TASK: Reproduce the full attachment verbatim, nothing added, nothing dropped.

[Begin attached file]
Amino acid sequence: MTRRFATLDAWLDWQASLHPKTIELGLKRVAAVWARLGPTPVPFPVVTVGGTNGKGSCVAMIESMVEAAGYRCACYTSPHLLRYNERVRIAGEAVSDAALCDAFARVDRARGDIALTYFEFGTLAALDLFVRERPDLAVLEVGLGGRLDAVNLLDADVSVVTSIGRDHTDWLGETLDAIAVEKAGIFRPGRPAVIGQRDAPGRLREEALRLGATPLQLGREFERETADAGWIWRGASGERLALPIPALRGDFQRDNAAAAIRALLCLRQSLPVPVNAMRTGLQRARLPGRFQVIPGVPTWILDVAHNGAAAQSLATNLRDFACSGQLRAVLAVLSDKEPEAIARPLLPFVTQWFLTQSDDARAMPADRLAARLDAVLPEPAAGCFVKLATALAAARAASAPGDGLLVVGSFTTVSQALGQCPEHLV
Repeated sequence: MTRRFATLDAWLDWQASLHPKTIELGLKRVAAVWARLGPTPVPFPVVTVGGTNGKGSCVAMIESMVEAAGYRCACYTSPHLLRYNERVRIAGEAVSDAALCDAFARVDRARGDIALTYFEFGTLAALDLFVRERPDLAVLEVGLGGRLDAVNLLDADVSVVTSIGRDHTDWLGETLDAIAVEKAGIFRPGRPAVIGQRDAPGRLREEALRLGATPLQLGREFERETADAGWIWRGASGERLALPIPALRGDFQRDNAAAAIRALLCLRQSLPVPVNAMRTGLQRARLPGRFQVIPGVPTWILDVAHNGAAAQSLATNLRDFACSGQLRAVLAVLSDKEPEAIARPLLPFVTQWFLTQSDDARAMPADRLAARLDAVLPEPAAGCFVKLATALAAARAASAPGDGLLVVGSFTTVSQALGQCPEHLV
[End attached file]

Amino acid sequence: MTRRFATLDAWLDWQASLHPKTIELGLKRVAAVWARLGPTPVPFPVVTVGGTNGKGSCVAMIESMVEAAGYRCACYTSPHLLRYNERVRIAGEAVSDAALCDAFARVDRARGDIALTYFEFGTLAALDLFVRERPDLAVLEVGLGGRLDAVNLLDADVSVVTSIGRDHTDWLGETLDAIAVEKAGIFRPGRPAVIGQRDAPGRLREEALRLGATPLQLGREFERETADAGWIWRGASGERLALPIPALRGDFQRDNAAAAIRALLCLRQSLPVPVNAMRTGLQRARLPGRFQVIPGVPTWILDVAHNGAAAQSLATNLRDFACSGQLRAVLAVLSDKEPEAIARPLLPFVTQWFLTQSDDARAMPADRLAARLDAVLPEPAAGCFVKLATALAAARAASAPGDGLLVVGSFTTVSQALGQCPEHLV
Repeated sequence: MTRRFATLDAWLDWQASLHPKTIELGLKRVAAVWARLGPTPVPFPVVTVGGTNGKGSCVAMIESMVEAAGYRCACYTSPHLLRYNERVRIAGEAVSDAALCDAFARVDRARGDIALTYFEFGTLAALDLFVRERPDLAVLEVGLGGRLDAVNLLDADVSVVTSIGRDHTDWLGETLDAIAVEKAGIFRPGRPAVIGQRDAPGRLREEALRLGATPLQLGREFERETADAGWIWRGASGERLALPIPALRGDFQRDNAAAAIRALLCLRQSLPVPVNAMRTGLQRARLPGRFQVIPGVPTWILDVAHNGAAAQSLATNLRDFACSGQLRAVLAVLSDKEPEAIARPLLPFVTQWFLTQSDDARAMPADRLAARLDAVLPEPAAGCFVKLATALAAARAASAPGDGLLVVGSFTTVSQALGQCPEHLV